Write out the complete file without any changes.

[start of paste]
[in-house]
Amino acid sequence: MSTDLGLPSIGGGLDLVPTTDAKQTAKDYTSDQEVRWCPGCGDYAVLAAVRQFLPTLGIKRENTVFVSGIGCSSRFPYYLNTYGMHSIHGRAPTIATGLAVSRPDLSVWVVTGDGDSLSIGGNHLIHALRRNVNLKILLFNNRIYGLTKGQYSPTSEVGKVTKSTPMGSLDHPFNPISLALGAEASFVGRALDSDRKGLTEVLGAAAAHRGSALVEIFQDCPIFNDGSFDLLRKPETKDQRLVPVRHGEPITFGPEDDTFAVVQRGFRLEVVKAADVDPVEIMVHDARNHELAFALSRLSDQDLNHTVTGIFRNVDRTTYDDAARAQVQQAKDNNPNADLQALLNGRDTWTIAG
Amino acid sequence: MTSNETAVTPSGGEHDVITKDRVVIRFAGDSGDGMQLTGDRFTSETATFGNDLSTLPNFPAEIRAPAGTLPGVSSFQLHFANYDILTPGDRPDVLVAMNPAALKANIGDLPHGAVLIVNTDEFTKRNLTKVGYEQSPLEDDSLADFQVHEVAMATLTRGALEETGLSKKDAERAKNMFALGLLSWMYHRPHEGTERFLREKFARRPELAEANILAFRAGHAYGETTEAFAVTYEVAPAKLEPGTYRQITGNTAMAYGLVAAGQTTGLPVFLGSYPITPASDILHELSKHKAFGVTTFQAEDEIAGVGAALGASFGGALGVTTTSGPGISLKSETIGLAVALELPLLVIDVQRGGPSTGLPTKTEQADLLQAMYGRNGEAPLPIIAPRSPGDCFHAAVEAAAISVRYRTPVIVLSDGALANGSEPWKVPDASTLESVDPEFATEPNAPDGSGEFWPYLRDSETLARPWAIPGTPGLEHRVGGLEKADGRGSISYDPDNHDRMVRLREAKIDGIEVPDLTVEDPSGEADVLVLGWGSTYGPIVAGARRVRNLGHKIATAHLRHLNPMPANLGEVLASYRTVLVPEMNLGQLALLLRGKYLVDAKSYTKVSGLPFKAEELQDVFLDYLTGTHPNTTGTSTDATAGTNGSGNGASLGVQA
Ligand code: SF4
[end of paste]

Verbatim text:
[in-house]
Amino acid sequence: MSTDLGLPSIGGGLDLVPTTDAKQTAKDYTSDQEVRWCPGCGDYAVLAAVRQFLPTLGIKRENTVFVSGIGCSSRFPYYLNTYGMHSIHGRAPTIATGLAVSRPDLSVWVVTGDGDSLSIGGNHLIHALRRNVNLKILLFNNRIYGLTKGQYSPTSEVGKVTKSTPMGSLDHPFNPISLALGAEASFVGRALDSDRKGLTEVLGAAAAHRGSALVEIFQDCPIFNDGSFDLLRKPETKDQRLVPVRHGEPITFGPEDDTFAVVQRGFRLEVVKAADVDPVEIMVHDARNHELAFALSRLSDQDLNHTVTGIFRNVDRTTYDDAARAQVQQAKDNNPNADLQALLNGRDTWTIAG
Amino acid sequence: MTSNETAVTPSGGEHDVITKDRVVIRFAGDSGDGMQLTGDRFTSETATFGNDLSTLPNFPAEIRAPAGTLPGVSSFQLHFANYDILTPGDRPDVLVAMNPAALKANIGDLPHGAVLIVNTDEFTKRNLTKVGYEQSPLEDDSLADFQVHEVAMATLTRGALEETGLSKKDAERAKNMFALGLLSWMYHRPHEGTERFLREKFARRPELAEANILAFRAGHAYGETTEAFAVTYEVAPAKLEPGTYRQITGNTAMAYGLVAAGQTTGLPVFLGSYPITPASDILHELSKHKAFGVTTFQAEDEIAGVGAALGASFGGALGVTTTSGPGISLKSETIGLAVALELPLLVIDVQRGGPSTGLPTKTEQADLLQAMYGRNGEAPLPIIAPRSPGDCFHAAVEAAAISVRYRTPVIVLSDGALANGSEPWKVPDASTLESVDPEFATEPNAPDGSGEFWPYLRDSETLARPWAIPGTPGLEHRVGGLEKADGRGSISYDPDNHDRMVRLREAKIDGIEVPDLTVEDPSGEADVLVLGWGSTYGPIVAGARRVRNLGHKIATAHLRHLNPMPANLGEVLASYRTVLVPEMNLGQLALLLRGKYLVDAKSYTKVSGLPFKAEELQDVFLDYLTGTHPNTTGTSTDATAGTNGSGNGASLGVQA
Ligand code: SF4